Moderator slams law school protesters in faculty-wide memo


Ryan Chiao

Law professor Kate Stith, who moderated the March 10 panel that was disrupted by student protesters, sent the titular law school a scathing memorandum on Thursday claiming that students violated the University’s free speech policy. Yale and should be educated and potentially sanctioned.

Stith’s letter came the same day the Graduate and Professional Student Senate met and discussed the protest. There, attendees were told that representatives from University President Peter Salovey’s office, the Yale Police Department, and students would meet soon to discuss the issues.

The March 10 panel, hosted by the Yale Chapter of the Federalist Society, featured two speakers from opposite ends of the political spectrum who spoke about their support for free speech. Monica Miller, lead attorney for the progressive American Humanist Association, and Kristen Wagoner, general counsel for the Alliance Defending Freedom, both supported a recent civil liberties case that Wagoner argued and won in the Supreme Court.

But about 120 student protesters took issue with Waggoner’s presence on the panel, arguing that the organization she works for aims to limit LGBTQ rights in the name of religious freedom. At the event, Miller said his organization views the ADF as a “hate group,” but stressed the importance of proper speech and noted that a lawyer’s job is to represent their client. , and she litigated a case that depended on the results of Chez Wagonner.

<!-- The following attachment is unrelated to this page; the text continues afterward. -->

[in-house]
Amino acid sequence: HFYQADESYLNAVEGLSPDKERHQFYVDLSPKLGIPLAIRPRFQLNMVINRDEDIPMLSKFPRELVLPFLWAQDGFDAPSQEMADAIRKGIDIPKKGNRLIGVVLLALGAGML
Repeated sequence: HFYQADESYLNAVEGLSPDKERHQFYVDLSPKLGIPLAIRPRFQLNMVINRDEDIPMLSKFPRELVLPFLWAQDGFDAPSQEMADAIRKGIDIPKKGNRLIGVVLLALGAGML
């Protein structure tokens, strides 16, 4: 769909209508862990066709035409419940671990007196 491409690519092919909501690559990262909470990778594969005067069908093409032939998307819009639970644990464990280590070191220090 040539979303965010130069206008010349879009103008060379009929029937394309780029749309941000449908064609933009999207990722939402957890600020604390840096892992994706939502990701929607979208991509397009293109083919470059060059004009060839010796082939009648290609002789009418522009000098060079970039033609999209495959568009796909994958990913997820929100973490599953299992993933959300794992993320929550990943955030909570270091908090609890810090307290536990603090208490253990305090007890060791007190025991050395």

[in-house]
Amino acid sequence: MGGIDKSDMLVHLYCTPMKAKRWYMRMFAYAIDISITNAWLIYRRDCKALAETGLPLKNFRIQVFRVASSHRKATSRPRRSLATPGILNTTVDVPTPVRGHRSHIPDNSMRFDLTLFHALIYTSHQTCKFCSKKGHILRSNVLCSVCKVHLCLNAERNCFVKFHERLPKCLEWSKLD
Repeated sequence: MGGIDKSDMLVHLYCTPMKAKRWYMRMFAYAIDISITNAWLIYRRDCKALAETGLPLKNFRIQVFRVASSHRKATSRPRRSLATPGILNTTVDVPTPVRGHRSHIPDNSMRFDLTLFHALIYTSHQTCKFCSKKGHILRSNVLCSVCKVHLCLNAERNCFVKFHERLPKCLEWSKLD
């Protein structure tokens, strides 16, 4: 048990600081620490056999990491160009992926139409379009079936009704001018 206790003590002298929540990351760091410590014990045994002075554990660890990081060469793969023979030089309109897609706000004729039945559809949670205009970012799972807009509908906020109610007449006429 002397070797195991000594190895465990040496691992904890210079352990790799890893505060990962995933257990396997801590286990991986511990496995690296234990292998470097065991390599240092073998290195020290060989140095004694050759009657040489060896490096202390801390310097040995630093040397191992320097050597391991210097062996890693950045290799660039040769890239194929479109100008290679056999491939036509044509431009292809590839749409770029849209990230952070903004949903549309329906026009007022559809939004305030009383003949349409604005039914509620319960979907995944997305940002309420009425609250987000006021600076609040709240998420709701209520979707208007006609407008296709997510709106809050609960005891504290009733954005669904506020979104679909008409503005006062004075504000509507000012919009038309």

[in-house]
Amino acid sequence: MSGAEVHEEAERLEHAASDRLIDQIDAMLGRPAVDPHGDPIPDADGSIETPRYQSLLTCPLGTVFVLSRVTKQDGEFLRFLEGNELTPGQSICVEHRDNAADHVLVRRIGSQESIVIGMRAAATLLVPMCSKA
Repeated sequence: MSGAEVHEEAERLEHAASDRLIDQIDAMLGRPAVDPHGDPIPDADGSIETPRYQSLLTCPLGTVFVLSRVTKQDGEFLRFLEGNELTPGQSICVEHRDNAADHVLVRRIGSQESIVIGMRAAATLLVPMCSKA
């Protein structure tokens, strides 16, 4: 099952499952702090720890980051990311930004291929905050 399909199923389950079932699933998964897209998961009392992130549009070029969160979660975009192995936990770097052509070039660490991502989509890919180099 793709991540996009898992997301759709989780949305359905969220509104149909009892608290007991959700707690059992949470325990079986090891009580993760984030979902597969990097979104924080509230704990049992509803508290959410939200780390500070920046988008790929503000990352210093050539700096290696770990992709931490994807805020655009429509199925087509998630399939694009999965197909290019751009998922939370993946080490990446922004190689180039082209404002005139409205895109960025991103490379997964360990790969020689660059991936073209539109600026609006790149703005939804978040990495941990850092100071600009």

Corn panel audio shows that the protests drowned out much of Miller’s statement. At the event, protesters stood up and challenged Stith as she introduced the panelists. They left the room after Stith read aloud the University’s free speech policy, but continued to make noise in the hallway. Throughout the event, students can be heard singing, clapping, stomping and shouting outside the lecture hall, muffling, if not all but drowning out, the sounds from the speakers. Sometimes, Stith wrote, speakers stopped talking or listening due to the disturbance.

“Any formal determination that the March protest at Yale Law School did not violate Yale’s free speech policy would set a terrible precedent at Yale and elsewhere,” Stith wrote. “There is no doubt that the event in Room 127 was significantly disrupted.”

According to Zack Austin ’17 LAW ’22, president of the Yale Federalist society, the professor teaching across the hall asked the students to “shout” to be heard over the din. Stith’s letter notes that protesters also disrupted another class and forced a faculty meeting to switch to a Zoom-based format. Panel audio confirms that the decibel level makes it difficult to hear the speakers.

More than two weeks later, Yale Law School Dean Heather Gerken sent a heavily worded letter saying protesters were engaging in ‘unacceptable’ behavior but did not violate freedom policy. expression from Yale. Three days later, Stith sent him a note describing how the protesters had violated Yale’s free speech policy. The policy prohibits not only shutting down an event, but also “disrupting” it, including interfering with a speaker’s ability to be heard and the audience’s ability to listen.

But protesters continued to question the law school’s focus on disrupting students rather than the decision to invite Wagoner to speak.

“The First Amendment is complicated, and it protects both sides of an argument,” AJ Hudson LAW ’23 said in an interview early last week. “But it seems like it’s only ever been used as a tool to tell students of color, gay students, or female students to shut up.”